A quick blood test could help detect whether an infection is due to bacteria or virus thus preventing the overuse of antibiotics. Most viral infections do not respond to antibiotics. The test not only protects the individuals from the harmful and dangerous side effects of antibiotics but also prevent the emergence of powerful and drug resistant "superbugs". The drug-resistant bacteria are responsible for two million illnesses and 23,000 deaths each year in U.S.
The test is being developed by the Stanford University of Medicine, California and is described in the peer- reviewed journal Science Translational Medicine.
‘New and cost-effective blood test can prevent over-use of antibiotics by detecting whether an infection is caused by a bacteria or virus. The blood test can also prevent the emergence of powerful drug-resistant organisms.’
Advertisement"A lot of times you can't really tell what kind of infection someone has," said lead author Timothy Sweeney, an engineering research associate with the Stanford Institute for Immunity, Transplantation and Infection." If someone comes into the clinic, a bacterial or a viral infection often looks exactly the same," he added.
Many of the diagnostic tests work by identifying the bacteria in the bloodstream but most infected people have no bloodstream infections. When pathogens infect the cells, the infection sets off a chain reaction involving the immune system that changes the activity, or expression of hundreds of genes. This new test works by reading the human immune system by identifying a group of seven human genes, which is much more easier and simpler than the previous tests where activity of hundreds of genes were involved. The activity of the seven genes is altered during an infection and the pattern of activity can reveal whether an infection is viral or bacterial.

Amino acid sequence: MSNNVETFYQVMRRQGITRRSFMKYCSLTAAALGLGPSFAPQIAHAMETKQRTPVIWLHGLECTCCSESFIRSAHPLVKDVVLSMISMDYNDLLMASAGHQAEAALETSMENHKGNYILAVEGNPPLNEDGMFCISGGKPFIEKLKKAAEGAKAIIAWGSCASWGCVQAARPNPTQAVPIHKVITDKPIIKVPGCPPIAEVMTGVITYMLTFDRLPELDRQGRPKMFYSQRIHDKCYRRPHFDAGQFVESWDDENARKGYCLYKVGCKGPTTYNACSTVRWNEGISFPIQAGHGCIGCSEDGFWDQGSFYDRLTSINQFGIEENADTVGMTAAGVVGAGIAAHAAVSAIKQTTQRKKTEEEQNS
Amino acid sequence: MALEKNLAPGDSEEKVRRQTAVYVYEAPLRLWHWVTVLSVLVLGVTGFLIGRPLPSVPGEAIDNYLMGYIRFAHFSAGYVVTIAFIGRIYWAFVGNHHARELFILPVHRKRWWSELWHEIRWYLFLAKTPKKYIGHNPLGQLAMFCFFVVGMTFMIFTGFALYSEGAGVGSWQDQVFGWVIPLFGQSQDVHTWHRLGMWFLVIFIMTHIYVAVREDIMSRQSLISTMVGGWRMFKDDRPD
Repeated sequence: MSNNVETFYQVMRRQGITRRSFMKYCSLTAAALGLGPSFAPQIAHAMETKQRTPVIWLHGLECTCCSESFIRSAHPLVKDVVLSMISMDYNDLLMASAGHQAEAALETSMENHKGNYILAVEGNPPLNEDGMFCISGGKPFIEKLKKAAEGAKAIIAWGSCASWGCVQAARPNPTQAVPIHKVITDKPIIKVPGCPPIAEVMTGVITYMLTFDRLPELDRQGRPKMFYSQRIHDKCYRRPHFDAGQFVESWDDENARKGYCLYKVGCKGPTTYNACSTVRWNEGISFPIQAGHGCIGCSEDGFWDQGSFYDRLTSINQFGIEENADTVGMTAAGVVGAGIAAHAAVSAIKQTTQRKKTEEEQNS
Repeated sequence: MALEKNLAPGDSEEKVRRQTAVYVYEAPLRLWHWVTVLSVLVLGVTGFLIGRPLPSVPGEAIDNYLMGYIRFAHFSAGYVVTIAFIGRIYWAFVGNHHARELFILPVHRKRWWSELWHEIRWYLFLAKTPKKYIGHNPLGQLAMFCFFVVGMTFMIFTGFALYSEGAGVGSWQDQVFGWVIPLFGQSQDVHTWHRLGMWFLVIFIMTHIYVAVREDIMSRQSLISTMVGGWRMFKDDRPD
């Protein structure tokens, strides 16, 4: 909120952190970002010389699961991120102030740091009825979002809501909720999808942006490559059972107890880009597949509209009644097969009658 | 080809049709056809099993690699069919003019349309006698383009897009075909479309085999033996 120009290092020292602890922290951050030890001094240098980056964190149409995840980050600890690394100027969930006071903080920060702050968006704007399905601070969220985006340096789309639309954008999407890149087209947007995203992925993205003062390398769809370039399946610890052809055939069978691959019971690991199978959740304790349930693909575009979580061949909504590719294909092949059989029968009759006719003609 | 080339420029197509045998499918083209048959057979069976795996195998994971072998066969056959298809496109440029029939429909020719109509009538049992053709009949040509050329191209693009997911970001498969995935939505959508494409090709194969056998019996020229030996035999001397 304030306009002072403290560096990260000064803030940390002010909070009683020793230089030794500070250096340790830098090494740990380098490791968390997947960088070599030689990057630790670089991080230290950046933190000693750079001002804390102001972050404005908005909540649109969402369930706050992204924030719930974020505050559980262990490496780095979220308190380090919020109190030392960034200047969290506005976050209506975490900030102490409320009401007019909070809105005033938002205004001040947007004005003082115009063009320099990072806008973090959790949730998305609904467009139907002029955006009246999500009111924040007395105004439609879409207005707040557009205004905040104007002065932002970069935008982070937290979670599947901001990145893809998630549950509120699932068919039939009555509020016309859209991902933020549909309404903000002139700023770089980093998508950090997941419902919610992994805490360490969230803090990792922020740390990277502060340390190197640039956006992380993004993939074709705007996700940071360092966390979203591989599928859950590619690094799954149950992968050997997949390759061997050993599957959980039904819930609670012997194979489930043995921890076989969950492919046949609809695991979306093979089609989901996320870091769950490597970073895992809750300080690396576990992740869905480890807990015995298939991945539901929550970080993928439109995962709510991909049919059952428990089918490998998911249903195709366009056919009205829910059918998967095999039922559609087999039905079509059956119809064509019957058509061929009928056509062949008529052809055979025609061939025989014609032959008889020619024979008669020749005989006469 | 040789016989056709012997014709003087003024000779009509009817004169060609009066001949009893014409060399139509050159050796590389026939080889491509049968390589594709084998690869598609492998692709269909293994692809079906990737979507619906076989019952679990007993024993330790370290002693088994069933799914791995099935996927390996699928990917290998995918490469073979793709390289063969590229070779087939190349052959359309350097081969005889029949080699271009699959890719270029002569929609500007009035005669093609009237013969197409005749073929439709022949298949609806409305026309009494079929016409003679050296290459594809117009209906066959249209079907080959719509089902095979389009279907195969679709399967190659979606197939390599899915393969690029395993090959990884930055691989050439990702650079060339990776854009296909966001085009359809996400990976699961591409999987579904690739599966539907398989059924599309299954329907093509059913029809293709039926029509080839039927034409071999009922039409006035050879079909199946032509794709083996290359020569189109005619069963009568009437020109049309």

This test is three times better to the next best similar test, procalcitonin, at ruling out bacterial infections. One out of three antibiotic prescriptions written in the US is considered to be unnecessary. Most often antibiotics are prescribed because they are cheap. So, to make a difference the new test has to be more cost-effective than the drug itself.
The idea for such a test came after research published last year showed "a common response by the human immune system to multiple viruses that is distinct from that for bacterial infections," said senior author Purvesh Khatri, assistant professor of medicine.
This test conducted on blood samples taken from 96 critically ill children in Nepal was found to be accurate. Before marketing of the test, it should undergo trials in clinical setting. Until now this test makes use of pre-existing, online digital data sets of gene expression of patients with different kinds of infections. Another criteria is to develop a rapid version of the test by incorporating it into a device that gives results within less than an hour.
Dr. Howard Selinger, chair of family medicine at Quinnipiac University's School of Medicine in Hamden, has said that he is hopeful that a quick, blood based test is finally on the horizon. "For someone with an infectious disease, the ability to distinguish between a viral and a bacterial cause would be game-changing," he added. .
The work is part of a global response to the need to reduce the use of antibiotics, driven in part by President Obama's National Action Plan for Combating Antibiotic-Resistant Bacteria. The research was funded partly by the U.S. National Institutes of Health and the Bill and Melinda Gates foundation.
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